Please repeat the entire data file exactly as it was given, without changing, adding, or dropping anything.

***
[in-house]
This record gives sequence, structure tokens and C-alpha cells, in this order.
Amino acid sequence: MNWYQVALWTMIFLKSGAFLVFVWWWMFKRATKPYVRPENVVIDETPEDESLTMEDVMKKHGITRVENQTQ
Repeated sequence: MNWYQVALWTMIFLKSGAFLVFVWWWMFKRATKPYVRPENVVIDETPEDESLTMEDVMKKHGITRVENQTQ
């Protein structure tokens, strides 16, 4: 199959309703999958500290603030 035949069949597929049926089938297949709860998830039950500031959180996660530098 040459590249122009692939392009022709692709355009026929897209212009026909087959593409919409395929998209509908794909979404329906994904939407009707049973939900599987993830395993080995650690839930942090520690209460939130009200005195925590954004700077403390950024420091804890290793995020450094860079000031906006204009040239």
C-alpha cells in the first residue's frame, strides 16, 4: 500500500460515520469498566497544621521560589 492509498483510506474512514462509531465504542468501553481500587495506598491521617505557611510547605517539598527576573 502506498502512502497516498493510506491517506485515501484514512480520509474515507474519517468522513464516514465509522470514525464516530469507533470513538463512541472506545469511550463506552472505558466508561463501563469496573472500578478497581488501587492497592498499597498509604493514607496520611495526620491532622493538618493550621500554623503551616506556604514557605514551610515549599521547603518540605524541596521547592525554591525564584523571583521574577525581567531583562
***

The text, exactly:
[in-house]
This record gives sequence, structure tokens and C-alpha cells, in this order.
Amino acid sequence: MNWYQVALWTMIFLKSGAFLVFVWWWMFKRATKPYVRPENVVIDETPEDESLTMEDVMKKHGITRVENQTQ
Repeated sequence: MNWYQVALWTMIFLKSGAFLVFVWWWMFKRATKPYVRPENVVIDETPEDESLTMEDVMKKHGITRVENQTQ
């Protein structure tokens, strides 16, 4: 199959309703999958500290603030 035949069949597929049926089938297949709860998830039950500031959180996660530098 040459590249122009692939392009022709692709355009026929897209212009026909087959593409919409395929998209509908794909979404329906994904939407009707049973939900599987993830395993080995650690839930942090520690209460939130009200005195925590954004700077403390950024420091804890290793995020450094860079000031906006204009040239």
C-alpha cells in the first residue's frame, strides 16, 4: 500500500460515520469498566497544621521560589 492509498483510506474512514462509531465504542468501553481500587495506598491521617505557611510547605517539598527576573 502506498502512502497516498493510506491517506485515501484514512480520509474515507474519517468522513464516514465509522470514525464516530469507533470513538463512541472506545469511550463506552472505558466508561463501563469496573472500578478497581488501587492497592498499597498509604493514607496520611495526620491532622493538618493550621500554623503551616506556604514557605514551610515549599521547603518540605524541596521547592525554591525564584523571583521574577525581567531583562